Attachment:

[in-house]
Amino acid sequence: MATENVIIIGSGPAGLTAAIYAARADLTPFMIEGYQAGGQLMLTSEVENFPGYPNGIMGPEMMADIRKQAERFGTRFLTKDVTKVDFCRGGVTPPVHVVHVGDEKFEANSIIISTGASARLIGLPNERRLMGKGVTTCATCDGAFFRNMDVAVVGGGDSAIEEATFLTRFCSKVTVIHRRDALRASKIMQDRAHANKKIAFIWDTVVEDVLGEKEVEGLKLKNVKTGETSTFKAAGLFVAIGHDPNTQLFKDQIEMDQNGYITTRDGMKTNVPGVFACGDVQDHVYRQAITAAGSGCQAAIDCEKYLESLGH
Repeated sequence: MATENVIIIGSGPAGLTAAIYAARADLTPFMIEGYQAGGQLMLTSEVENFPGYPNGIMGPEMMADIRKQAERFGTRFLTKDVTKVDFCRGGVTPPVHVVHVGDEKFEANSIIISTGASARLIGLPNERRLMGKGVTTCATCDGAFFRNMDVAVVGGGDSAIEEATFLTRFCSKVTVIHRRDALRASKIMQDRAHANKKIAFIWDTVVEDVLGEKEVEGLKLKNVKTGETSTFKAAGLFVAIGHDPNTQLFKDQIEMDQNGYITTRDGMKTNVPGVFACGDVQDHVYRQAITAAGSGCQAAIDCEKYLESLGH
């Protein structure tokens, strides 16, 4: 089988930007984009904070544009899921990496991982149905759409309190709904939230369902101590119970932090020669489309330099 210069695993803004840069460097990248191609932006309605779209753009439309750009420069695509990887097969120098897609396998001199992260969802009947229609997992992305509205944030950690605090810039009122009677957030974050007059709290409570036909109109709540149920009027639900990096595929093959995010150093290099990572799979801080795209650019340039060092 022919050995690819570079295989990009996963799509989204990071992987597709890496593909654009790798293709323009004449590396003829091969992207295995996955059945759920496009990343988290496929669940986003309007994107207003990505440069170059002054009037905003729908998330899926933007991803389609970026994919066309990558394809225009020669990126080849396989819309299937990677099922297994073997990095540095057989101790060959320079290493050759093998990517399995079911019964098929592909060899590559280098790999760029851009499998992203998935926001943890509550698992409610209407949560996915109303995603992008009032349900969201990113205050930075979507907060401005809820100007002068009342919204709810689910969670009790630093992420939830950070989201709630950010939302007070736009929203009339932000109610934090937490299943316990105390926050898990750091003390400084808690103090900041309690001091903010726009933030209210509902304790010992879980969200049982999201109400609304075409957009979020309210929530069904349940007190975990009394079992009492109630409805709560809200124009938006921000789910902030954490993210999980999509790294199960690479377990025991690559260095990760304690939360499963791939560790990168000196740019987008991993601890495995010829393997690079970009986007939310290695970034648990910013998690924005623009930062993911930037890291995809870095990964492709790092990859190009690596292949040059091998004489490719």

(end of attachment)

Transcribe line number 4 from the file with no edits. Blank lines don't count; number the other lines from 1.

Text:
């Protein structure tokens, strides 16, 4: 089988930007984009904070544009899921990496991982149905759409309190709904939230369902101590119970932090020669489309330099 210069695993803004840069460097990248191609932006309605779209753009439309750009420069695509990887097969120098897609396998001199992260969802009947229609997992992305509205944030950690605090810039009122009677957030974050007059709290409570036909109109709540149920009027639900990096595929093959995010150093290099990572799979801080795209650019340039060092 022919050995690819570079295989990009996963799509989204990071992987597709890496593909654009790798293709323009004449590396003829091969992207295995996955059945759920496009990343988290496929669940986003309007994107207003990505440069170059002054009037905003729908998330899926933007991803389609970026994919066309990558394809225009020669990126080849396989819309299937990677099922297994073997990095540095057989101790060959320079290493050759093998990517399995079911019964098929592909060899590559280098790999760029851009499998992203998935926001943890509550698992409610209407949560996915109303995603992008009032349900969201990113205050930075979507907060401005809820100007002068009342919204709810689910969670009790630093992420939830950070989201709630950010939302007070736009929203009339932000109610934090937490299943316990105390926050898990750091003390400084808690103090900041309690001091903010726009933030209210509902304790010992879980969200049982999201109400609304075409957009979020309210929530069904349940007190975990009394079992009492109630409805709560809200124009938006921000789910902030954490993210999980999509790294199960690479377990025991690559260095990760304690939360499963791939560790990168000196740019987008991993601890495995010829393997690079970009986007939310290695970034648990910013998690924005623009930062993911930037890291995809870095990964492709790092990859190009690596292949040059091998004489490719």